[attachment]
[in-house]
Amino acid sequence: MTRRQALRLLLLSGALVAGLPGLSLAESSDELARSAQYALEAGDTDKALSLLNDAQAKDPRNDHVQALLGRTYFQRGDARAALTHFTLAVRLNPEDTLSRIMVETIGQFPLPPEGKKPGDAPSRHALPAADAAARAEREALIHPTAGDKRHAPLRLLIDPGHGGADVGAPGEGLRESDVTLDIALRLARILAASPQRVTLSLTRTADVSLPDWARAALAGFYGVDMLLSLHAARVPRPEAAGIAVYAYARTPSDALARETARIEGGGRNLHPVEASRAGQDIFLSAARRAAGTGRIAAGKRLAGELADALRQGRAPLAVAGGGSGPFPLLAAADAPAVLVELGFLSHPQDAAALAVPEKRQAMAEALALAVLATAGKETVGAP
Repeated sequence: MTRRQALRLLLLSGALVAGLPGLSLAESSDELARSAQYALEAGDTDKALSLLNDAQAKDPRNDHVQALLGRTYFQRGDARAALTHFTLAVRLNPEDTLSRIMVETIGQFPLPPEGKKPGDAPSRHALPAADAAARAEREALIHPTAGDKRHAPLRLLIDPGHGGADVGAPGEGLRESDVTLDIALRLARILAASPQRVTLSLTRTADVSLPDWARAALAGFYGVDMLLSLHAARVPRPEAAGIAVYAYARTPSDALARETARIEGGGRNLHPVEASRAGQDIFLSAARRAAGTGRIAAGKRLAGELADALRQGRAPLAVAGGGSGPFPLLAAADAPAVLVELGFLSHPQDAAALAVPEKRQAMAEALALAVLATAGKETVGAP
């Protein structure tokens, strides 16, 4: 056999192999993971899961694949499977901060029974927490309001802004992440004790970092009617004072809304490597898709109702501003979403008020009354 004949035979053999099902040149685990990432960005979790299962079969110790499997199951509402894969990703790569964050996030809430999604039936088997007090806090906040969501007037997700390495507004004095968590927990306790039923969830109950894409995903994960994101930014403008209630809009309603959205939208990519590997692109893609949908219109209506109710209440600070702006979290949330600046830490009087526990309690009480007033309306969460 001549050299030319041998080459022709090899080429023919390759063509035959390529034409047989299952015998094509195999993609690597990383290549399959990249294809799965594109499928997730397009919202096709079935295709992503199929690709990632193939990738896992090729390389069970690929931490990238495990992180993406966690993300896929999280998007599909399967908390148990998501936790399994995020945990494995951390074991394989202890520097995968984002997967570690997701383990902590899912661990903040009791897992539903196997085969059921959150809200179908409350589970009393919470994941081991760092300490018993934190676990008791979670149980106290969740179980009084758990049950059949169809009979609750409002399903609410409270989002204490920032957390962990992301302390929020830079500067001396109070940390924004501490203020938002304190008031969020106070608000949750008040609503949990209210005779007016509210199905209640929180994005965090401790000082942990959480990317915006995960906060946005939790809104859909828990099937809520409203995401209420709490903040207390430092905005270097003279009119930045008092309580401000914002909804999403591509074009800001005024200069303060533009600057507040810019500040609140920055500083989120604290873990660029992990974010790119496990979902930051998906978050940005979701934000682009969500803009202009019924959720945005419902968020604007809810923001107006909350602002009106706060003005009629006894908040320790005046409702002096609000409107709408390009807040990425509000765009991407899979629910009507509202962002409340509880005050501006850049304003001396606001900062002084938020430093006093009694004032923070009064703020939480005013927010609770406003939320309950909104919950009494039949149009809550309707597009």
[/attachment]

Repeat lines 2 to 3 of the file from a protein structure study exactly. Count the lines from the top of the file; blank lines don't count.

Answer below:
Amino acid sequence: MTRRQALRLLLLSGALVAGLPGLSLAESSDELARSAQYALEAGDTDKALSLLNDAQAKDPRNDHVQALLGRTYFQRGDARAALTHFTLAVRLNPEDTLSRIMVETIGQFPLPPEGKKPGDAPSRHALPAADAAARAEREALIHPTAGDKRHAPLRLLIDPGHGGADVGAPGEGLRESDVTLDIALRLARILAASPQRVTLSLTRTADVSLPDWARAALAGFYGVDMLLSLHAARVPRPEAAGIAVYAYARTPSDALARETARIEGGGRNLHPVEASRAGQDIFLSAARRAAGTGRIAAGKRLAGELADALRQGRAPLAVAGGGSGPFPLLAAADAPAVLVELGFLSHPQDAAALAVPEKRQAMAEALALAVLATAGKETVGAP
Repeated sequence: MTRRQALRLLLLSGALVAGLPGLSLAESSDELARSAQYALEAGDTDKALSLLNDAQAKDPRNDHVQALLGRTYFQRGDARAALTHFTLAVRLNPEDTLSRIMVETIGQFPLPPEGKKPGDAPSRHALPAADAAARAEREALIHPTAGDKRHAPLRLLIDPGHGGADVGAPGEGLRESDVTLDIALRLARILAASPQRVTLSLTRTADVSLPDWARAALAGFYGVDMLLSLHAARVPRPEAAGIAVYAYARTPSDALARETARIEGGGRNLHPVEASRAGQDIFLSAARRAAGTGRIAAGKRLAGELADALRQGRAPLAVAGGGSGPFPLLAAADAPAVLVELGFLSHPQDAAALAVPEKRQAMAEALALAVLATAGKETVGAP